As a parent, I’m used to putting my needs and wants last. I rarely cook what I want for dinner and usually give my family first dibs on items to get, things they want to do, and places to go. But, once in awhile, I need to my way too! After all, I work plenty hard and have at least earned to right to pick what we watch for family movie night. Right??!!
After 11 years of homeschool, Munchkin is adjusting well to high school life at the local community college and enjoying it so far. I can’t believe how much has high school has changed! Now kids have to bring laptops for assignments, tablets for ebooks and digital library loans, log onto something called School Loop to get homework, and collect cell phone numbers of other students for group projects. While some paper is still involved, most everything is digital these days.
While we had some issues on our trip to Italy a couple years back, there were some amazing highlights too. One of the towns I enjoyed most was San Gimignano. It’s a very touristy spot with a ton of souvenir shops lining the roads. But, it’s so stinkin’ cute! I loved the easy going vibe it gave off and how you could just endlessly stroll down this path or that. The fact that the town is built on the top of a hill also adds the appeal of a gorgeous view overlooking the Tuscan countryside.
Muck Rack makes it simple to find people, tweets, or articles that mention any name, keyword, company, hashtag etc. We've compiled this guide to help you make the most of your search.
Selecting a term
Start searching tweets, articles from media outlets, articles mentioned in tweets, journalists'
names, titles and bios with some suggested searches:
Companies or Topics (e.g. iPhone, Microsoft)
Phrases (e.g. "cloud computing") — use quotes to keep the terms together
Twitter handles (e.g. @username) — returns those who have mentioned or replied to
Names (e.g. "David Pogue")
Hashtags (e.g. #sxsw, #london2012)
Bio details (e.g. vegan, Olympics, father)
Muck Rack's Advanced Search allows for many boolean operators.
Find results that mention multiple specified terms, use AND or
+. For example, ensure each result contains both Elon Musk and Mark Zuckerberg by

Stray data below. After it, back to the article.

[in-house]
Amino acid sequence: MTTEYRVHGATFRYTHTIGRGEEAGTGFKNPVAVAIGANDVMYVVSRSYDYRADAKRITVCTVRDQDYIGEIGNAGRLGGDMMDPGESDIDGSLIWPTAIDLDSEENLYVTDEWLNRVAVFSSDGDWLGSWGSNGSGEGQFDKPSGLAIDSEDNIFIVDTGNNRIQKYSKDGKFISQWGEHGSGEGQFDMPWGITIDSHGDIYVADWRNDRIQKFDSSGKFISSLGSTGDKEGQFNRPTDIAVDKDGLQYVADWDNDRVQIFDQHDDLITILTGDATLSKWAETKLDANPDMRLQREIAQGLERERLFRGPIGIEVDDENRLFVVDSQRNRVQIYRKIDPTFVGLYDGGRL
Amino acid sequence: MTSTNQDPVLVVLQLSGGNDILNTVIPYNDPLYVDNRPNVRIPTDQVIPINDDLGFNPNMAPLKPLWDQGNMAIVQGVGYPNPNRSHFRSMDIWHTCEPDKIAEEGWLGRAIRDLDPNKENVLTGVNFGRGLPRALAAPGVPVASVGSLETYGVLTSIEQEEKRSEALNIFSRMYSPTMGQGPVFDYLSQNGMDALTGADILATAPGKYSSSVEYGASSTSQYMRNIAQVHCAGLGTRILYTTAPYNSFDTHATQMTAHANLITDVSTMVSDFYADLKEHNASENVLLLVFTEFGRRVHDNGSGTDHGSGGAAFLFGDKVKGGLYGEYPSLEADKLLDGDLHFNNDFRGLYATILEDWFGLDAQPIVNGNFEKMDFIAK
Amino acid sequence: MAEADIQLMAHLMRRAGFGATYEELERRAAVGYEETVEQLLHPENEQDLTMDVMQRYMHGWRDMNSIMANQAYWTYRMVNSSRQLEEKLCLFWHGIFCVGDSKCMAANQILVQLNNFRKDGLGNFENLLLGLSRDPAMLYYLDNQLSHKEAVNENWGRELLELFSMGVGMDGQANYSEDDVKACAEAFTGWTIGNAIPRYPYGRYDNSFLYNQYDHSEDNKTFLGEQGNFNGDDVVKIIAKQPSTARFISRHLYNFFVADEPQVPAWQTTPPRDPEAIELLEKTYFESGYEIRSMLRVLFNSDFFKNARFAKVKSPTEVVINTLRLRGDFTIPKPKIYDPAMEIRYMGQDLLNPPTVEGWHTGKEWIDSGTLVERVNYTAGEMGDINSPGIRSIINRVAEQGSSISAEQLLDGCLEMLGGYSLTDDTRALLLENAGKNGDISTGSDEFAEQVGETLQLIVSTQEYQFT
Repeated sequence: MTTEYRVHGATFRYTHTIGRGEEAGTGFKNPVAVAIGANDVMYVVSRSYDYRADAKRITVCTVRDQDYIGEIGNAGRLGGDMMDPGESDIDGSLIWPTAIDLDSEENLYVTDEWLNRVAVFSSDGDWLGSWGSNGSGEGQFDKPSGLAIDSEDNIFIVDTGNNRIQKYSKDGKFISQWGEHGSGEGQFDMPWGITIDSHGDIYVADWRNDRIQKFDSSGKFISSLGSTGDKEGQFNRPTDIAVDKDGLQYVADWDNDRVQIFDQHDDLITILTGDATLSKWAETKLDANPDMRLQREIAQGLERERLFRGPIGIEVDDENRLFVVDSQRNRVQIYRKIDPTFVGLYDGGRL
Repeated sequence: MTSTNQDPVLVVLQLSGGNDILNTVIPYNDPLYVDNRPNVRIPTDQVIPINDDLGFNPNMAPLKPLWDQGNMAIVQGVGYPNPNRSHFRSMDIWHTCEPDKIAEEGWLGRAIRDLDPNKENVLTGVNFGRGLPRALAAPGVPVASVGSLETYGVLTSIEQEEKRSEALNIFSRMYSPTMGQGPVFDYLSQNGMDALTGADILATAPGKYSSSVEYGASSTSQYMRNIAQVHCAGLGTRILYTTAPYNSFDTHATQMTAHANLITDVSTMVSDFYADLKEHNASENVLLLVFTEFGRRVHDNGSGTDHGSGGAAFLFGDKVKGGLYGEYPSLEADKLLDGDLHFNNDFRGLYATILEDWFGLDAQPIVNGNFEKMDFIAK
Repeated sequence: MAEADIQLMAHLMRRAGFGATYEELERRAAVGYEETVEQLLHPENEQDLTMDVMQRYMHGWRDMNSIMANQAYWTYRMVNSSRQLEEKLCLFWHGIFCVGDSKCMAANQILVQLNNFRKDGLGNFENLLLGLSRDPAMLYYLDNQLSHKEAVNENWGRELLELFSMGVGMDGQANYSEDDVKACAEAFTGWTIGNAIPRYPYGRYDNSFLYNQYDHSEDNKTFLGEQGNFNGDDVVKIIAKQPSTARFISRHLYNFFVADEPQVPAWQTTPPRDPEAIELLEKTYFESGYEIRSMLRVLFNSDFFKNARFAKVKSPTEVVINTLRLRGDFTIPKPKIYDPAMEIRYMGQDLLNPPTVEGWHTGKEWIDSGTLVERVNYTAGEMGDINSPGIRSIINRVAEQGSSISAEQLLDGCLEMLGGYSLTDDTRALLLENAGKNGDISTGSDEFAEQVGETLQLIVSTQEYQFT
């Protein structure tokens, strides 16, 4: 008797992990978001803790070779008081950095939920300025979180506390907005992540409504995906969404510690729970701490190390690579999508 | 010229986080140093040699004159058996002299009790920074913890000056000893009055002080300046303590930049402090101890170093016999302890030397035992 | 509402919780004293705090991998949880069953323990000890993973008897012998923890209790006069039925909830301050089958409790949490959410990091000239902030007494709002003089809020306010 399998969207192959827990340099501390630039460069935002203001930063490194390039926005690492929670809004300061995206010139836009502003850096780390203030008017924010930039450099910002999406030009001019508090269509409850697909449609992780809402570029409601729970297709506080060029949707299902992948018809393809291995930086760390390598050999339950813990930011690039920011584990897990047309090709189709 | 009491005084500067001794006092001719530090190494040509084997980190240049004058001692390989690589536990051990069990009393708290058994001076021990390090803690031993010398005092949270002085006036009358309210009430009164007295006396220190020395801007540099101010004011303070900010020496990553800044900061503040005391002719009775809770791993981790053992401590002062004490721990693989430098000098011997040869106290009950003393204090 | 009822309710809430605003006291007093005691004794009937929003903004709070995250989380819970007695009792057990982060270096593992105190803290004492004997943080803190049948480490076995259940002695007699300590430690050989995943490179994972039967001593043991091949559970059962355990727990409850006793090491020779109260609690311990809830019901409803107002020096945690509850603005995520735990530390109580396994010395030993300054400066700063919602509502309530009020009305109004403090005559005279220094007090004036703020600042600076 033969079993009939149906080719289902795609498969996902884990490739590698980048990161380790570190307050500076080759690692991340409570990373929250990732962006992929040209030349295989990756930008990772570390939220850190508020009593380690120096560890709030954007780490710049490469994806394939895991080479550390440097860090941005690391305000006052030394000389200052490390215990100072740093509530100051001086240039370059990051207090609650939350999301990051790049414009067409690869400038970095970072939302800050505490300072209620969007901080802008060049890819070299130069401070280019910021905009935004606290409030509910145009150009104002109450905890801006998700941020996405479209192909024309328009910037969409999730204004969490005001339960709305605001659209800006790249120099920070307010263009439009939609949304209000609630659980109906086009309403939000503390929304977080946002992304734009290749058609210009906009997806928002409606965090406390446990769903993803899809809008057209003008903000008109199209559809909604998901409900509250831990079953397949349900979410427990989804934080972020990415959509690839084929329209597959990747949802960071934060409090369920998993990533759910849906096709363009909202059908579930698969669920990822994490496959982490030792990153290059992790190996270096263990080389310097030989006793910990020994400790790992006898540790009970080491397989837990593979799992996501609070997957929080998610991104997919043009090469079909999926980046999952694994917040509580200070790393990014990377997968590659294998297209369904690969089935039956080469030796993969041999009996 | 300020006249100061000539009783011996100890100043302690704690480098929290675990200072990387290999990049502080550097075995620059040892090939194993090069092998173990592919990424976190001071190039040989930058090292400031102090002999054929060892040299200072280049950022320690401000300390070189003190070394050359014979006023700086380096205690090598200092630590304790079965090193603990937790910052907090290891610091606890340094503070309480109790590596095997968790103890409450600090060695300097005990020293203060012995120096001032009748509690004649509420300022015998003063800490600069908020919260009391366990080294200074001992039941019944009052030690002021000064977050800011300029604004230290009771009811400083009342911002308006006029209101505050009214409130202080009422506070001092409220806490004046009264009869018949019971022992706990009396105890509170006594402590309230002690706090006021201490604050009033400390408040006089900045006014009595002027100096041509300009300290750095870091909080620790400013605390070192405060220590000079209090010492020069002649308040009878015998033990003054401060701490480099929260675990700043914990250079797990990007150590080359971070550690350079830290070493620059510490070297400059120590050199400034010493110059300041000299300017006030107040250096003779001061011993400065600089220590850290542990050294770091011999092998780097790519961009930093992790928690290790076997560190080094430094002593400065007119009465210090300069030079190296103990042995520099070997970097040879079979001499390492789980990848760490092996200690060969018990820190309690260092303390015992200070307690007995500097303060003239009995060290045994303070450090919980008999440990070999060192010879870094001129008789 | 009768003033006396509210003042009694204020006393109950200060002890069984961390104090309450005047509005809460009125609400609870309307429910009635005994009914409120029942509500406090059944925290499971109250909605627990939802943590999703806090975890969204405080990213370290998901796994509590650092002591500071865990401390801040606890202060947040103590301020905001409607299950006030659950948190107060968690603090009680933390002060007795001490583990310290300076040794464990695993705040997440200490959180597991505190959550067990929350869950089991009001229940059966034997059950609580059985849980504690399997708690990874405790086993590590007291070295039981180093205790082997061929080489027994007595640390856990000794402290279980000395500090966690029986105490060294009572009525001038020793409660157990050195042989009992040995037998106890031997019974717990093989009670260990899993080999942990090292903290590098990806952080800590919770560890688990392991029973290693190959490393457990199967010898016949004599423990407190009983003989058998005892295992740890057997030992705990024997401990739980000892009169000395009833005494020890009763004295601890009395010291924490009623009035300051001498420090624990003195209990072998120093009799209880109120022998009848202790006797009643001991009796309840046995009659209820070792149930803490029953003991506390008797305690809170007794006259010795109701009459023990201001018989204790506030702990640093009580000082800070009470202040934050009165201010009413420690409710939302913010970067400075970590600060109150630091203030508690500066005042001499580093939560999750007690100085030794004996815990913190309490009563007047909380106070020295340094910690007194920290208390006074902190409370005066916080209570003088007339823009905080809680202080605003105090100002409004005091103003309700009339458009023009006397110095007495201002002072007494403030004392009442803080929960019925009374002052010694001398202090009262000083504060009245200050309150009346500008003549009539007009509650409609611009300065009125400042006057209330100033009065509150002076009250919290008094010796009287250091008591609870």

searching Obama AND Romney or Obama + Romney.
Use the operators OR or , to broaden your search when you'd like either of
multiple terms to appear in results. (This is the default behavior of our search when no operators
are used.) For example, search for democrat OR republican to find results that refer to
Democrats and/or Republicans.
Use NOT or - to subtract results from your search. For
example, searching Disney will yield results about the Walt Disney Company as well as Walt Disney
World Resort. To exclude mentions of Disney World, search for Disney -World or Disney
When using one of these operators with a phrase, enclose it in quotation marks. For example, you can
find results about smartphones excluding Apple's iPhone 4S by searching smartphone -"iPhone
Exact case matching or punctuation
If you're searching for a brand name or keyword that relies on specific punctuation marks or capitalization, you can
find results that match your exact query by adding matchcase: before the keyword you're searching for, like matchcase:E*TRADE .
Use parentheses to separate multiple
boolean phrases. For example, to find journalists talking about having fun in Disney World or
Disneyland, search for ("disney world" OR disneyland) AND fun.
An asterisk can be used to search for any variation of a root word truncated by the asterisk. For example, searching for admin* will return results for administrator, administration, administer, administered, etc.
A near operator is an AND operator where you can control the distance between the words. You can vary the distance the near operation uses by adding a forward slash and number (between 0-99) such as strawberries NEAR/10 "whipped cream", which means the strawberries must exist within 10 words of "whipped cream".